A case of off-again off-again: How I came to be a writer

My husband and I met a bit later in life; I was 32 when we got married, he 38. I was 35 when our son came, and almost 38 when our daughter came. You might say I’m in the thick of young motherhood. My son just turned four and my daughter is 21 months.

I was bound and determined to return to work after Sawyer came. But then he was here and suddenly the narrative changed. I wanted to be home. It was shocking. This from me, who, in my 20s, would secretly roll my eyes when a relative or friend told me she was leaving her job to stay home with her baby. There goes another one, another woman losing her ambition. But for me, now in my 30s and a new mom myself, there was a different pull, a grander plan. I did return to work for a little while, but it was no longer the same. What am I doing? I had somewhere else I wanted to be more. I just wanted to be with him.

Fortunately financially we could do it. My husband and I are on a monthly budget, and it’s comfortable but disciplined. I choose yard sales over a trip to Macy’s, Facebook marketplace sites over Amazon. My husband and I were this way before, as a way to limit our footprint (although we do like to eat out a lot – I’m not a very good cook. One time, I accidently made lava. My husband is the cook in our house, and a good one).

So I did it, the SAHM thing. I did (and still do) lots of play dates (we are fortunate to have several friends who had babies the same year). I survived cloth diapering while pumping full-time after my son wouldn’t latch. I weathered the Terrible 2s and the Even More Terrible 3s, whilst adding a new baby to the mix. Samantha is sweet and sassy and very particular. She already accessorizes with bracelets and hats and all things pink. I’m not a girly girl, so I don’t know where these preferences come from. But yes, we are in trouble.

With all of this going on, plus my husband’s very changeable work schedule (he’s a police officer), I wanted something that was just mine. I decided to finally get serious about an interest I’ve had my whole life, a hobby of varying intensity throughout my teens till now: writing. When I was in 3rd grade I wrote a short story called The Gingerbreads, and it won a local authors’ award. I followed it up in 4th grade with The Cake With The Gingerbreads, which also won an award. Teachers and parents thought it was cute I was already writing sequels at age 8, but I just thought that’s what serious writers did.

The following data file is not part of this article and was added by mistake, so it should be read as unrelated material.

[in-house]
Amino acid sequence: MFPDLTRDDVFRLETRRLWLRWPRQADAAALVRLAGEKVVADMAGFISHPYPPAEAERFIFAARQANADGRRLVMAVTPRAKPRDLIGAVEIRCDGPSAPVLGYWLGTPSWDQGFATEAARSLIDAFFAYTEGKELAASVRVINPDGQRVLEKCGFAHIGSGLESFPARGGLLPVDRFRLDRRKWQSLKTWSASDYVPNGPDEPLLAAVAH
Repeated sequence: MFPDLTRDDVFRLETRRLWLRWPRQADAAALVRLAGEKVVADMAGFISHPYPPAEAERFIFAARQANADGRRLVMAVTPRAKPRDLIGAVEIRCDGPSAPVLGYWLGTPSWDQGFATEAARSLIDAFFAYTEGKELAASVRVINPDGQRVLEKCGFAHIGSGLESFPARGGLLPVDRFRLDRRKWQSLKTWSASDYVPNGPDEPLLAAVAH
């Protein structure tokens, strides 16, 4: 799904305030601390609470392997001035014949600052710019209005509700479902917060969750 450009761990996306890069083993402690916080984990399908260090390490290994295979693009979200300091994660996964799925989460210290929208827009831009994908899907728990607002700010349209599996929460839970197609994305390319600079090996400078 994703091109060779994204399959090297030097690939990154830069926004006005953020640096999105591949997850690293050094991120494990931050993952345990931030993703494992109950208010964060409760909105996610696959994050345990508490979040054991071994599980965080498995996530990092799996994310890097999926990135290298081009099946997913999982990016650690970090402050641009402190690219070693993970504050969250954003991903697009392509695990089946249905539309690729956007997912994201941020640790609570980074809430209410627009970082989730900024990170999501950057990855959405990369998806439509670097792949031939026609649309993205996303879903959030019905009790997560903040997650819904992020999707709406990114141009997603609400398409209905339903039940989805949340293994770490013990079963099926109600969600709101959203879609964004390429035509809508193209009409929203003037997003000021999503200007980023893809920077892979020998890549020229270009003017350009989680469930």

As I grew older and busy with high school, college and then career, my interest and attention to my writing waned. At 22 I moved away from the Midwest and began a corporate career. I would journal and write short stories, but only when it suited; I wasn’t too intentional about making the time.

Then in 2007 I met my now-husband and moved from California to Pullman. Trying to meet people and establish new routines, I joined a writing group in neighboring Moscow, Idaho. Once or twice a week 15 of us came together and engaged in writing prompts, enjoyed speakers, and discussed our craft. By then I had lots to write about: a recent backpack trip into the Grand Canyon, falling in love, truly in love, for the first time, and working on a trail crew in Alaska a couple years earlier.

2008 and 2009 brought more busyness: a move to Wenatchee, my starting and then leaving a grad school program, a wedding, and first home purchase. Once again my stories slipped away.

When my son was born and I decided to stay home, I saw an opportunity to return to my writing for good and not let go. I joined an organization in town called Write On The River, a nonprofit that hosts open mic events, writing workshops, and even an annual conference. It’s been great to connect with fellow writers, build momentum, and finally be able to call myself a writer. I started volunteering with Write On The River. I got more confident as I attended their conference, which was really low-key but packed with great info. The last two years I’ve helped plan it, which is cool, and I will be there again this year. It is the weekend of May 19 at Wenatchee Valley College. We offer workshops, critiques, encouragement, and overall a lot of positive energy.

I also started submitting work to literary journals and magazines, and got acceptances (and many rejections). I learned to take the rejections in stride, and used them to make my writing better.

These days I find my world slanted toward serious and grumpy, even a little disorienting, if I don’t get some serious writing time in. I use both TEAMS Learning Center and a nanny at least once a week. And I write at night after the kids go down. It helps that currently I have a book-length project, a memoir. I also write personal essay and poetry. If I don’t get time to work, I let the tantrums, the skipped naps, and uneaten meals cloud my clarity. Writing forces me to see a bigger picture, and it’s a guarantee that I have control over something that is all mine. Sometimes it really is the perfect ending to a day that was continuously sloped uphill.

My writing studio at home.

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